Drift Theory is currently the most common technique for the analysis of randomized search heuristics because of its broad applicability and the resulting tight first hitting time bounds. The biggest problem when applying a drift theorem is to find a suitable potential function which maps a complex space into a single number, capturing the essence of the state of the search in just one value. We discuss another method for the analysis of randomized search heuristics based on the Theory of Differential Equations. This method considers the deterministic counterpart of the randomized process by replacing probabilistic outcomes by their expectation, and then bounding the error with good probability. We illustrate this by analyzing an Ant Colony Optimization algorithm (ACO) for the Minimum Spanning Tree problem (MST).
Chauhan, Ankit; Lenzner, Pascal; Melnichenko, Anna; Molitor, LouiseSelfish Network Creation with Non-Uniform Edge Cost. Symposium on Algorithmic Game Theory (SAGT) 2017: 160-172
Network creation games investigate complex networks from a game-theoretic point of view. Based on the original model by Fabrikant et al. [PODC’03] many variants have been introduced. However, almost all versions have the drawback that edges are treated uniformly, i.e. every edge has the same cost and that this common parameter heavily influences the outcomes and the analysis of these games. We propose and analyze simple and natural parameter-free network creation games with non-uniform edge cost. Our models are inspired by social networks where the cost of forming a link is proportional to the popularity of the targeted node. Besides results on the complexity of computing a best response and on various properties of the sequential versions, we show that the most general version of our model has con- stant Price of Anarchy. To the best of our knowledge, this is the first proof of a constant Price of Anarchy for any network creation game.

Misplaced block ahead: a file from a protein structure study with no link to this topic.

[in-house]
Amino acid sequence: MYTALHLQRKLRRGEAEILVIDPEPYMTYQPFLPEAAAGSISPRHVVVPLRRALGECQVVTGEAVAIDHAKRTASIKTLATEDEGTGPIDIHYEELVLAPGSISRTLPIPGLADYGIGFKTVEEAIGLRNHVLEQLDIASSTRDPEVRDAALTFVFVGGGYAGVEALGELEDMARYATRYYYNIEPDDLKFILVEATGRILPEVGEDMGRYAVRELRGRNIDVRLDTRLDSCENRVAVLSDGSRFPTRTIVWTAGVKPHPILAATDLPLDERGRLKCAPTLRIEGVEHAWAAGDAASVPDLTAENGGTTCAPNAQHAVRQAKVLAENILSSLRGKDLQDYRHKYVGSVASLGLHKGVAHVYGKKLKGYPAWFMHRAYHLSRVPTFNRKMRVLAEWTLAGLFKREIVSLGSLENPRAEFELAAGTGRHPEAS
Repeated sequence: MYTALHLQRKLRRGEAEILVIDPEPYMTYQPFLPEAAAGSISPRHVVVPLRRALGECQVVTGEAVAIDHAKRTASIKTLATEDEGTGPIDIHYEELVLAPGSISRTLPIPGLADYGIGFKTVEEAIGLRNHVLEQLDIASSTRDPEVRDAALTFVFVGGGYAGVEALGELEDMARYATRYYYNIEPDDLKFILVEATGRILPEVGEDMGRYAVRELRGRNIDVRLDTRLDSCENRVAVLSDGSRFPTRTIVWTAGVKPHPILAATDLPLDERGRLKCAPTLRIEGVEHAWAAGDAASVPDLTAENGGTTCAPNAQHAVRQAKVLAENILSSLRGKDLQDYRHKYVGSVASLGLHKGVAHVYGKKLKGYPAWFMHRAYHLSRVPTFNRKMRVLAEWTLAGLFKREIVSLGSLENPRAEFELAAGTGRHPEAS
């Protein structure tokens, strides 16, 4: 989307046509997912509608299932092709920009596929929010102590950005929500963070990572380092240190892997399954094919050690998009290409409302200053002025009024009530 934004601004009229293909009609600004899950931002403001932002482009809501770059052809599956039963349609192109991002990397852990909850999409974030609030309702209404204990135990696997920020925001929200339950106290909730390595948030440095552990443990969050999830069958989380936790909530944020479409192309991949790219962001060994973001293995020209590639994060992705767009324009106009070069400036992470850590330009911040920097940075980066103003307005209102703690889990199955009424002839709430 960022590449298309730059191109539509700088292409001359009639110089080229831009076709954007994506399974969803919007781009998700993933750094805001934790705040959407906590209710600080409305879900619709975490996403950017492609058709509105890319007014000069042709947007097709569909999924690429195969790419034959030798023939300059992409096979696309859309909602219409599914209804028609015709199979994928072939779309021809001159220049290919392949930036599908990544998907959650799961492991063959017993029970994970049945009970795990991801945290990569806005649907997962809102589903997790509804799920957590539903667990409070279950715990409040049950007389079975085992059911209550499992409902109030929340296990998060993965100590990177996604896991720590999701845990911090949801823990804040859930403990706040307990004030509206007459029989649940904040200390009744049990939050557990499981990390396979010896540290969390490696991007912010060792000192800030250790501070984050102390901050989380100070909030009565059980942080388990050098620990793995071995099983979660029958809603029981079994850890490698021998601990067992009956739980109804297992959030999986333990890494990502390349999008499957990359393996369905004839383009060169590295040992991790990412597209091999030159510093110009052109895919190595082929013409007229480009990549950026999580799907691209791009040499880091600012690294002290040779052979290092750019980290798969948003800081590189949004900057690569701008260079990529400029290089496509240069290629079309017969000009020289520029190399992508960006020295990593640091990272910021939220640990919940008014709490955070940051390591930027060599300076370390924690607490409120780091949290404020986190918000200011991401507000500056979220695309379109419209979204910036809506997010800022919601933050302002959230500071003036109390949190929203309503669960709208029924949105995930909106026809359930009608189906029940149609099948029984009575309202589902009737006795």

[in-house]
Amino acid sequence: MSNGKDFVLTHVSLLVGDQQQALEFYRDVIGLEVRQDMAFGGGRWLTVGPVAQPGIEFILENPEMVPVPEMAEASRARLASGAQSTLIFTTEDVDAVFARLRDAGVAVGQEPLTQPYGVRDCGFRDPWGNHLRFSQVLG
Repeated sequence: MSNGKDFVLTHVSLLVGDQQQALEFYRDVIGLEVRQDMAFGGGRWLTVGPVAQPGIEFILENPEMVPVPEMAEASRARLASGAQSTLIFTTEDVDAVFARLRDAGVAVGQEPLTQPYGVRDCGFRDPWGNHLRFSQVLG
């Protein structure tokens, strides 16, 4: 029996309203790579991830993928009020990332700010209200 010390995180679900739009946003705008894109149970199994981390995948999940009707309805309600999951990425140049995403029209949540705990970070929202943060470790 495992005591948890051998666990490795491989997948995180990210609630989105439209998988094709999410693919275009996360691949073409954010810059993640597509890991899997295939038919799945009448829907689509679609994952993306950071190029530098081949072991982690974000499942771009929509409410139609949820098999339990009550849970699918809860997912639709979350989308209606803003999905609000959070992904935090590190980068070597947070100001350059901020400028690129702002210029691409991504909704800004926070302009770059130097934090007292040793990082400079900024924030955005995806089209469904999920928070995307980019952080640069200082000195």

Robustness is one of the key properties of nowadays networks. However, robustness cannot be simply enforced by design or regulation since many important networks, most prominently the Internet, are not created and controlled by a central authority. Instead, Internet-like networks emerge from strategic decisions of many selfish agents. Interestingly, although lacking a coordinating authority, such naturally grown networks are surprisingly robust while at the same time having desirable properties like a small diameter. To investigate this phenomenon we present the first simple model for selfish network creation which explicitly incorporates agents striving for a central position in the network while at the same time protecting themselves against random edge-failure. We show that networks in our model are diverse and we prove the versatility of our model by adapting various properties and techniques from the non-robust versions which we then use for establishing bounds on the Price of Anarchy. Moreover, we analyze the computational hardness of finding best possible strategies and investigate the game dynamics of our model.
Our research focus is on theoretical computer science and algorithm engineering. We are equally interested in the mathematical foundations of algorithms and developing efficient algorithms in practice. A special focus is on random structures and methods.